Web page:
Section 4. Disclosure of automatic charges for instructional materials.

This section requires full disclosure of instructional materials charges that are increasingly being automatically assessed to every student by institutions (or by publishers or bookstore operators with an institution’s consent.) The section also requires clear disclosure of data gathering practices of the vendors who gain digital access to the entire student body through such plans.

Subsection (b) sets out the specific disclosure requirements where an automatic charge is based on the cost of the materials required or recommended for the course. Full disclosure is required for the amount of the charge (itemized separately from other course fees), how the vendor will collect and use student data, and any optout or opt-in provisions that apply. All disclosures are required to be available, to the extent practicable, for pre-registration and registration purposes.

Subsection (c) provides that the charge discussed in the previous subsection is subject to any limitations, rebates, refunds or other similar requirements generally applicable to mandatory student fees, except when offered as a voluntary “opt-in” charge.

Subsection (d) sets out the specific disclosure requirements where an automatic charge is based on the credit hours, courses, course program, or another similar basis not related to cost of the materials for the courses in which a student enrolls. Since all students must pay this charge regardless of the materials required or used, this charge is really more of a “cost of attendance” than a use fee, as a result, shall be included up front as part of tuition. (An exception is provided if the charge is truly an “opt-in” charge on the part of the student.)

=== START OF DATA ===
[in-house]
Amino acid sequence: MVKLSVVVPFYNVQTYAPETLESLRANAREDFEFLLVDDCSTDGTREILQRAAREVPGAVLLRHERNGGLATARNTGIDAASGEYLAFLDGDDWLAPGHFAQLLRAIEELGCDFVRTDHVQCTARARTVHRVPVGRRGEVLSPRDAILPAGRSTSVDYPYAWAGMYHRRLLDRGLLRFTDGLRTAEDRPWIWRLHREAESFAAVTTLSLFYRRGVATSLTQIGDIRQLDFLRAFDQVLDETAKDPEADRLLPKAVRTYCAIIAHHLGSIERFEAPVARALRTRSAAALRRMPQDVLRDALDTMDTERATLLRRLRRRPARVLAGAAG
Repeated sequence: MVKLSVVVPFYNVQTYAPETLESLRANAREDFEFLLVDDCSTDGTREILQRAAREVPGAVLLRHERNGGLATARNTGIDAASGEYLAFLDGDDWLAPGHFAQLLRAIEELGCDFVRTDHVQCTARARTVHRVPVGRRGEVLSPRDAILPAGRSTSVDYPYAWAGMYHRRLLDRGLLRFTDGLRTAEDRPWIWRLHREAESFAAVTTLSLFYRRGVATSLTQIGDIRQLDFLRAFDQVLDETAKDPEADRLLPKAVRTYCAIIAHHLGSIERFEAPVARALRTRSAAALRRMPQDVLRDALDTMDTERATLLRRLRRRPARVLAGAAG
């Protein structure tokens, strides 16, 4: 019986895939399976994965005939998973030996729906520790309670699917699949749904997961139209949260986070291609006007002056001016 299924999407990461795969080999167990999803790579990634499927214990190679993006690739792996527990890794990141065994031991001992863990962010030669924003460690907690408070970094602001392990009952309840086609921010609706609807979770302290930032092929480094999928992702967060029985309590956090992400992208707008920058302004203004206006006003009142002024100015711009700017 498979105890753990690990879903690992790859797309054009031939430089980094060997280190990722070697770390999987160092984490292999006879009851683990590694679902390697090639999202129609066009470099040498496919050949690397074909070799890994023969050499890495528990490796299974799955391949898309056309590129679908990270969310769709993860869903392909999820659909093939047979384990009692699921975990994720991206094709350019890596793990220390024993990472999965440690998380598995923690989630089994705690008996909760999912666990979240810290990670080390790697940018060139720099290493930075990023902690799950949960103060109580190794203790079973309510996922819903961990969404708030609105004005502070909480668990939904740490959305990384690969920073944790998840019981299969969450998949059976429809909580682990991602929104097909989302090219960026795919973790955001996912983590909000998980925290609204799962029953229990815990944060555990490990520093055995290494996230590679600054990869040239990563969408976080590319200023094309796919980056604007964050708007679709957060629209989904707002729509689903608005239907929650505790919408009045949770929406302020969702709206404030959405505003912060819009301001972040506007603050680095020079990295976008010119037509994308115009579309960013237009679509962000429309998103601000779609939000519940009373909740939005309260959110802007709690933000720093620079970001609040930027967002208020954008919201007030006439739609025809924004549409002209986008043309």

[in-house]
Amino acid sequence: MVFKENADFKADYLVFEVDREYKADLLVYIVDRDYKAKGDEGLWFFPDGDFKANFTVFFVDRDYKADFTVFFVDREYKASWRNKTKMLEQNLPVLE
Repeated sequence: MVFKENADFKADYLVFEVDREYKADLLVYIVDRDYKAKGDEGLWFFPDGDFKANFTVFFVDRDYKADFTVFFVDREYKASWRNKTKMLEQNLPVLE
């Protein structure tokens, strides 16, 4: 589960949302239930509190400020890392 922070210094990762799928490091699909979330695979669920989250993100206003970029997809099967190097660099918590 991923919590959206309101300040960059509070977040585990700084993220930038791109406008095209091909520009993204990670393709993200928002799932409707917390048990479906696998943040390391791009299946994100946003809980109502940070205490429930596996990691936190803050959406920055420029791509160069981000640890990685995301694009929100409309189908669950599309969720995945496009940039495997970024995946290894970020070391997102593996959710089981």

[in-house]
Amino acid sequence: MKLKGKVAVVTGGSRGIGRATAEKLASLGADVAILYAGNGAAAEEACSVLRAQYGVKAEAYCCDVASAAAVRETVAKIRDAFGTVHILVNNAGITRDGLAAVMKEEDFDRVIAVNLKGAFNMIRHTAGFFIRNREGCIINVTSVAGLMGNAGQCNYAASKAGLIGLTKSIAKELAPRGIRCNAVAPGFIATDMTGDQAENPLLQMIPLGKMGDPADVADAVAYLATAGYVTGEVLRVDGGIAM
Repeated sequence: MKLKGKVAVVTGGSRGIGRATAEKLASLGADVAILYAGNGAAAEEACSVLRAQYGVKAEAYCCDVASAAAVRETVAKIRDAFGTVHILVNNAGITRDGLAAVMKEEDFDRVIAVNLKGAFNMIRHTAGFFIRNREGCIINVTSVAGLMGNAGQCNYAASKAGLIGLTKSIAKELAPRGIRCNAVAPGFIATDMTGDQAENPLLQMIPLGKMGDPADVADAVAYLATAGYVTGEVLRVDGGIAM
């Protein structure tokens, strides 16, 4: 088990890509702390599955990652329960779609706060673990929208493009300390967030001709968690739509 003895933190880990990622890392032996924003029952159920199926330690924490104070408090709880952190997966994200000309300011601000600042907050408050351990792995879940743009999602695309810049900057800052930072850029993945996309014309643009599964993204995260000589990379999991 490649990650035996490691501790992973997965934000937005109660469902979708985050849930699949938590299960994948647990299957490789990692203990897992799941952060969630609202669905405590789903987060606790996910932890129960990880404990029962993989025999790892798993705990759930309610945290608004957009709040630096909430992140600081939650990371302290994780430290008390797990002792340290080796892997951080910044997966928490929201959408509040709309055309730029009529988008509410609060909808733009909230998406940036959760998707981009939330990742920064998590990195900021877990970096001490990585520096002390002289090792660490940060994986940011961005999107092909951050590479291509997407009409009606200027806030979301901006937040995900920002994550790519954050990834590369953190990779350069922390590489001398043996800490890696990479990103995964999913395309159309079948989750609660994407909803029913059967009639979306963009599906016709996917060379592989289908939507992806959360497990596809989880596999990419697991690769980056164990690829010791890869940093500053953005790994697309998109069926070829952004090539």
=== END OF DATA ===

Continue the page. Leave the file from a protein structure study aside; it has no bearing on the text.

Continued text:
Subsection (d) also requires full disclosure how the vendor will collect and use student data.

Subsection (e) provides that the charge discussed in the previous subsection is subject to any limitations, rebates, refunds or other similar requirements generally applicable to tuition charges, except when offered as a voluntary “opt-in” charge.

Subsection (f) clarifies that an “opt-in” provision is not voluntary if the materials for which a charge is assessed are necessary to pass complete the course successfully and are only legally available from the institution or vendors specified by the institution. This recognizes that an “opt-in” is not really voluntary if the student must opt in to realistically have a chance to pass the course.

Subsection (g) allows the institution to require that rented materials be returned prior to issuing any refund that would otherwise be required, if such a requirement is provided under a rental agreement.

Subsection (h) states that such agreements between institutions and vendors are subject to the State’s Open Records Act, notwithstanding any provision generally exempting institutions from

the Act.

Section 5. Disclosure of automatic charges for access to content management systems.

Many digital materials are now delivered to students through “content management systems”, that house the materials and that may be used to allow or limit access to those materials. Such systems are operated by institutions, publishers and others. In some cases, access to the content management system is also necessary to turn in homework assignments, making it impossible to successfully complete the course without access.

Some institutions, publishers and others now charge fees for access to the content management system. If a student must purchase access to a content management system in order to have access to required materials, or to submit homework, then any charges for such access should have the same disclosure requirements as the materials themselves. This section establishes those requirements.